Diverse culture and people: People with different religion, culture, ethnicity, and race are all grouped together in a small red dot on the map. This gives many startups a good testing bed for products and features. Also, due to our use of the English language and openness to the development, Singapore has quickly attracted many VCs and startups.
These factors have encouraged Grab to establish its HQ in Singapore, and Uber to use Singapore as its test ground for many product features. Also, the association has seen a growth of members from 6 members to 21 members in 3 years; this clearly shows that many sharing businesses are setting foot in Singapore.
Despite the above, Singapore has to continuously hunt or lure more international tech and engineering talents to support the growth of startups or the sharing economy.
Jim at a Singapore Tourism Board event, discussing sharing businesses’ impact on the tourism industry. Photo credit: Jim Tan.
A: How do you perceive Singapore’s sharing economy will evolve and grow over the next decade?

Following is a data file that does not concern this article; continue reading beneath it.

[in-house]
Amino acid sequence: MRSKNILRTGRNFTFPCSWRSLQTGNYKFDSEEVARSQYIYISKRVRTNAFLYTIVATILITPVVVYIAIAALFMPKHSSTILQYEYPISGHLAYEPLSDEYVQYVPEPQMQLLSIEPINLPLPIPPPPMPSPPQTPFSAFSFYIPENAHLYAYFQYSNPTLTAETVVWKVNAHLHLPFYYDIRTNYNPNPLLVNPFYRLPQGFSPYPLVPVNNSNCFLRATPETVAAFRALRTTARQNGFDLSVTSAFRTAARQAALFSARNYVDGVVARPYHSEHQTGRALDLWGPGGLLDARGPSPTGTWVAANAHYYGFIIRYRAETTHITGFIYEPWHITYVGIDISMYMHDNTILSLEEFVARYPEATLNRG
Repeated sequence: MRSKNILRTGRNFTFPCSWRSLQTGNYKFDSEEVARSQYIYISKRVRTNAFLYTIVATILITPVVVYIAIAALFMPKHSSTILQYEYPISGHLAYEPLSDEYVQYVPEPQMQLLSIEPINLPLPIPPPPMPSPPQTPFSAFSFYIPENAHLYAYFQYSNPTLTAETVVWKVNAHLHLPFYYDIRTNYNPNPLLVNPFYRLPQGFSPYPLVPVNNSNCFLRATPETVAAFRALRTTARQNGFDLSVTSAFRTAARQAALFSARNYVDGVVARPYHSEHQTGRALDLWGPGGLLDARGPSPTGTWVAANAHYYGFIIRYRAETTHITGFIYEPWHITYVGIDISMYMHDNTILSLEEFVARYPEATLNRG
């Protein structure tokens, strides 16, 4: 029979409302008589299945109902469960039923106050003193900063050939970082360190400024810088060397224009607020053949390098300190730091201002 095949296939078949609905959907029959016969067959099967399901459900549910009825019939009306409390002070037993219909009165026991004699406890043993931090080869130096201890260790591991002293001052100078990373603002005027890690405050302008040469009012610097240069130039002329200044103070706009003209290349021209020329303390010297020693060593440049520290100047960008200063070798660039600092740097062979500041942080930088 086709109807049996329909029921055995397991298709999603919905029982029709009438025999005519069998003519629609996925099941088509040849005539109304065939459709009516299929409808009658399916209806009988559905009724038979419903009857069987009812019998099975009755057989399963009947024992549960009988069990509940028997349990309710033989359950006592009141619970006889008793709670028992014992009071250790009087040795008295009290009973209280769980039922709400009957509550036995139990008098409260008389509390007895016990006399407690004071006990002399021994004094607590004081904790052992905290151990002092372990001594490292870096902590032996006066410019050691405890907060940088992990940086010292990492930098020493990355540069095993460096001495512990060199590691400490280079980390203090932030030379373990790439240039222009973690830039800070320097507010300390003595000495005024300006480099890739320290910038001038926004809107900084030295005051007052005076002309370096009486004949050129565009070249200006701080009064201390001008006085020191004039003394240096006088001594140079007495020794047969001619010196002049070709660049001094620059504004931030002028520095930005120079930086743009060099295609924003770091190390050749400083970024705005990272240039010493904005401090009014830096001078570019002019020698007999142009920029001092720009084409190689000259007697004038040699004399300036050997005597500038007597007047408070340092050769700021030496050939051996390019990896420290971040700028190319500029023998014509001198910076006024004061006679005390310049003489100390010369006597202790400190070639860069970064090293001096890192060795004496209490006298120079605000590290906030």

J: It will evolve quickly into the next era of the sharing economy, becoming part of our daily life and enabling us to sharing resources more easily with less risk. There’s also the possibility of new technology disrupting older technology. With driverless cars, ridesharing businesses have to think of countermeasures to stay relevant.
- Competition between sharing businesses brings more value to consumers and suppliers (lower price and incentive)
- The growth of sharing economy shows that startups can sustain and grow pretty easily in Singapore, thus attracting more investment
- With more sharing economy players, more resources are optimized and commercialized. This means less wastage
Key emerging trends and major opportunities:
· More B2B sharing platform connecting business resources, managing risk and privacy
· More insurance coverage to mitigate sharing risk